Curious Kids: Who Makes The Words? Who Decides What Things Like 'Trees' And 'Shoes' Are Called?

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Good question Elliot!

Let's start with the first part of the question: who makes words?

Well, there's no official person or group that's responsible for making words. New words are invented by all of us getting creative. Mostly, it's a matter of reusing words, or parts of words, and transforming them into new products. Language is the ultimate recycler!

Read more: Curious Kids: what did people use before toothpaste was invented?

Creating words out of 'tree' and 'shoe'

There are five main ways of building new words.

One is to add things called“suffixes”, which are letters we add to the ends of words to change their meaning slightly. By adding a“-y” to“tree” and“shoe”, we can make“treey” (to describe something with lots of trees) and“shoey” (to describe people drinking from a shoe, an odd but old tradition ). There are also things called“prefixes”. These are letters that go at the front of a word. For example, the word“subtree” describes a kind of shrub, and“overshoes” are something worn over ordinary shoes.

It's also possible to combine whole words to make new ones. We can even put“tree” and“shoe” together to create“shoe-tree”, which is a block of wood we put into shoes to keep their shape. These types of words are called“compound words” - they are often written as two words (“apple tree”), but sometimes one (“shoelace”). English has never sorted out the rules here.

A third process, and one that's really popular these days, is“blending”. This is when we mix words together (sometimes they're called“frankenwords”, itself a blend of“Frankenstein” and“word”). Here are two made-up blends based on“tree” and“shoe”. They don't exist - yet (perhaps they'll take off!).

  • Treerific (“tree” has been squished with“terrific” to convey something wonderful that is related to trees)

  • Shoenicorn (“shoe” has been squished with“unicorn” to mean an unicorn with magical shoes)

Trees weren't always called 'trees'. Shutterstock

Words and parts of words can combine and recombine to create a never-ending number of new words. Out of blended“treerific”, I can build“treerifical”,“treerificalise”,“treerificalisation”,“treerificalisational” and so on. The number of words is endless. But of course we can't invent too many of these because it's difficult to keep track of all the“-als”,“-izes” and“-ations”!

English words are also flexible. For example,“trees” and“shoes” are objects (called“nouns”), but we can turn them into doing words (called“verbs”) too -“to tree” (plant with trees) and“to shoe” (put shoes on).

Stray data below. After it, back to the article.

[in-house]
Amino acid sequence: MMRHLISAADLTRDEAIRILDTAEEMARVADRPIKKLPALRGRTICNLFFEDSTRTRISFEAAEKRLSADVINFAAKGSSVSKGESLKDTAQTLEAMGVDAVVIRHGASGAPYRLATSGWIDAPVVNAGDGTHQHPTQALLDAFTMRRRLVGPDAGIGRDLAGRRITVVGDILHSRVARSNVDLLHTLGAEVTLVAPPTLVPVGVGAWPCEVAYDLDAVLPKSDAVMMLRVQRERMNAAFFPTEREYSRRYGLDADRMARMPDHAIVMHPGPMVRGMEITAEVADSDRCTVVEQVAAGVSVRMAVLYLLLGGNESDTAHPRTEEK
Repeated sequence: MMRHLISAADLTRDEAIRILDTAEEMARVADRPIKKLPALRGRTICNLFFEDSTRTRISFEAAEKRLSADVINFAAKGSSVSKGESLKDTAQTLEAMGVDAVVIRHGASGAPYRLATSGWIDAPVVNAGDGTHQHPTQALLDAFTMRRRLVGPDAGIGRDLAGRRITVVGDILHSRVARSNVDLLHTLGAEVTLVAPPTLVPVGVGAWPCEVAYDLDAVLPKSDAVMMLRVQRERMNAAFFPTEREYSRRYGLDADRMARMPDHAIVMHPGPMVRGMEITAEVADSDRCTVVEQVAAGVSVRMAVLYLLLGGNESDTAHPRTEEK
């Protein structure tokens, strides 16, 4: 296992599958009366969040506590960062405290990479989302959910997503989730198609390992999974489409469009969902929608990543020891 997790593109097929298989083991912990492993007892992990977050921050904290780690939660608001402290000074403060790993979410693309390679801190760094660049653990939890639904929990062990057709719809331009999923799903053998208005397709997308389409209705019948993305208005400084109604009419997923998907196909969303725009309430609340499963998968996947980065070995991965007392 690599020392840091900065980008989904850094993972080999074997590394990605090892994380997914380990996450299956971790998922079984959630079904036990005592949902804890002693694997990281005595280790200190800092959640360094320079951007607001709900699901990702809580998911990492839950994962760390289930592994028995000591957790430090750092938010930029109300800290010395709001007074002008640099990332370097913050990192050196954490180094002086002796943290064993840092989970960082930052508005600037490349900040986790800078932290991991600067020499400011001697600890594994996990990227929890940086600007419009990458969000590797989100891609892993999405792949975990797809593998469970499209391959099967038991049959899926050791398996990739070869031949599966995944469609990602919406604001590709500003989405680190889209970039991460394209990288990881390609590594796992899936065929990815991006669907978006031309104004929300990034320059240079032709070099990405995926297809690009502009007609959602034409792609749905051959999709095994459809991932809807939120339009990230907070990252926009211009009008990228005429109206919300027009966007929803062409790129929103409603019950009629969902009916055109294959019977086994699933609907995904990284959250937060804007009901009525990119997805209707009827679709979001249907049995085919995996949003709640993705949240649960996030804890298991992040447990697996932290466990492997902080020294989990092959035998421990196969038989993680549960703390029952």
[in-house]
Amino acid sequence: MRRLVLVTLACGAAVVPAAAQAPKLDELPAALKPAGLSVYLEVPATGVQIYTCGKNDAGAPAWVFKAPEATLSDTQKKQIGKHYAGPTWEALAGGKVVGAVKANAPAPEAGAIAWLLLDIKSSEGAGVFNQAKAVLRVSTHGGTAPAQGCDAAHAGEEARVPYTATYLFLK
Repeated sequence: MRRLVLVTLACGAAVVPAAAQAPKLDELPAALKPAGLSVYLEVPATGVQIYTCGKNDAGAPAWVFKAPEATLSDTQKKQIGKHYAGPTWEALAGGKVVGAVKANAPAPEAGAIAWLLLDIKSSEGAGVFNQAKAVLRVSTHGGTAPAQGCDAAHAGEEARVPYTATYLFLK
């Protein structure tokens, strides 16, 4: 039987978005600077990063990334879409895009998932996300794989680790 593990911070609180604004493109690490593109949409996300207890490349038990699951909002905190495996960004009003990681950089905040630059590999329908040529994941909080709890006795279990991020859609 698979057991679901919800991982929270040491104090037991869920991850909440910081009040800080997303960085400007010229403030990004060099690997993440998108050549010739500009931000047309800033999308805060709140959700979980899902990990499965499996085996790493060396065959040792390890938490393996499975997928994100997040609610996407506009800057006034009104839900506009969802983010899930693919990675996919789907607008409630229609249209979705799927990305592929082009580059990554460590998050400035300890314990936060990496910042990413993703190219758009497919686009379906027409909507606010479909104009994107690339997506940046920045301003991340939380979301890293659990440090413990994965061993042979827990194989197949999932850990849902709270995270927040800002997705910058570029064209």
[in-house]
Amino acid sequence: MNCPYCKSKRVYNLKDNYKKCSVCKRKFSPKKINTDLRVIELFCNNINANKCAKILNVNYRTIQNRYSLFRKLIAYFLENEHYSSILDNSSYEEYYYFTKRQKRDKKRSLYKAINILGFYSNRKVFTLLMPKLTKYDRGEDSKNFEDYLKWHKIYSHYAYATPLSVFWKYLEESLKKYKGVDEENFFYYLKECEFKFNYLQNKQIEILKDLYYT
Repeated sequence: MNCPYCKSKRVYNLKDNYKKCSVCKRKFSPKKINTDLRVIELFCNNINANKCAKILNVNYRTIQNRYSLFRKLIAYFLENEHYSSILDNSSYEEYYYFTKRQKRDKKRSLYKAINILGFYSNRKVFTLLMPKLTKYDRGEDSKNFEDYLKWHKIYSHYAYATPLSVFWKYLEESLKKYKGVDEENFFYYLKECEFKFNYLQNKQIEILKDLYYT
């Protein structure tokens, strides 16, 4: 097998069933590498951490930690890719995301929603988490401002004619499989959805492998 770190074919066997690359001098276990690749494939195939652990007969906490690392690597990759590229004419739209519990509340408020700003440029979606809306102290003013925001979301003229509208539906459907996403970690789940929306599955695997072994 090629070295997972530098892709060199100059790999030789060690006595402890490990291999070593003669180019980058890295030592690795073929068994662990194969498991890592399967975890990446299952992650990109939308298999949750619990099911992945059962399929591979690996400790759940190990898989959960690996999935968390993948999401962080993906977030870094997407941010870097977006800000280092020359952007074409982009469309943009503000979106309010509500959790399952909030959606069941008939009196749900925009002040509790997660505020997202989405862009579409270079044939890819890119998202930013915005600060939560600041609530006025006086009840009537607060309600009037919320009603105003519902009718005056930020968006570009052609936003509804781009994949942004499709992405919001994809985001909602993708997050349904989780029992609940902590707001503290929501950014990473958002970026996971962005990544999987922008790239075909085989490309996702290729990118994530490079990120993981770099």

We can also build words from the first letters of other words. These are called“acronyms”. Each letter in the word“tree” could mean“ t all r ustling e vergreen e ntity”. Of course, this isn't true, it's just an example. In fact, most acronyms are names (for example, your school might introduce something called“TREE”, short for T actical R esponse E mergency E vacuation).

Finally, English is also a word pirate that steals words from other languages - more than 350 in fact. Words like“tree” and“shoe” weren't stolen but thousands of others have been, like“forest” and“sandal” to give just two (about 700 years ago, we pinched“forest” from French and a little later“sandal” from Latin). This term for this is“borrowing” - curious, because English has no intention of ever giving these words back!

Read more: Who created the alphabet? A historian describes the millennia-long story of the ABCs

Early examples of trees and shoes

Okay, so what about the second part of the question: why are trees called trees and why are shoes called shoes? This is a trickier puzzle, because both are among the oldest words in the English language.

Here's a very early example of“tree” from an ancient poem written more than a thousand years ago. In Modern English, the sentence is“I saw a wondrous tree” but as you can see, the English in this poem looks very different:

At this time, there were lots of words for trees and also for different types of shoes (including what we now know as“sock”, originally a kind of slipper). Many of these words didn't survive, but“shoe” (originally“sco”) did, even though shoes look very different now than they did hundreds of years ago.

Shoes used to be called other things, like hemmings. Florence Mary Gardiner/Project Gutenberg , CC BY-NC-ND

Both“tree” and“shoe” can be traced back to the parent language of English, called“Proto-Germanic”. This was spoken about 2,500 years ago, but unfortunately nothing survives of the language, or perhaps people weren't into writing things down back then. Even so, we can do some detective work to recreate the ancient words they grew out of:“tree” comes from something like“trewo-” and“shoe” from“skōhw-”.

We can go even further back in time to the grandparent of English - a language called“Proto-Indo-European”. About 6,000 years ago, the word“tree” probably looked like“dōru-”.

Read more: Curious Kids: what came first, the chicken or the egg?

The very beginning of trees and shoes

How language started is a big mystery.

For centuries, people have wondered how words like“tree” and“shoe” were invented. There are lots of ideas around, but we'll never know for sure because people have been speaking for more than 30,000 years. That's a very long time!

Only one thing is certain. Humans are the only animals that can create a never-ending number of new words. Remember what we could do earlier with just the two words“tree” and“shoe'!

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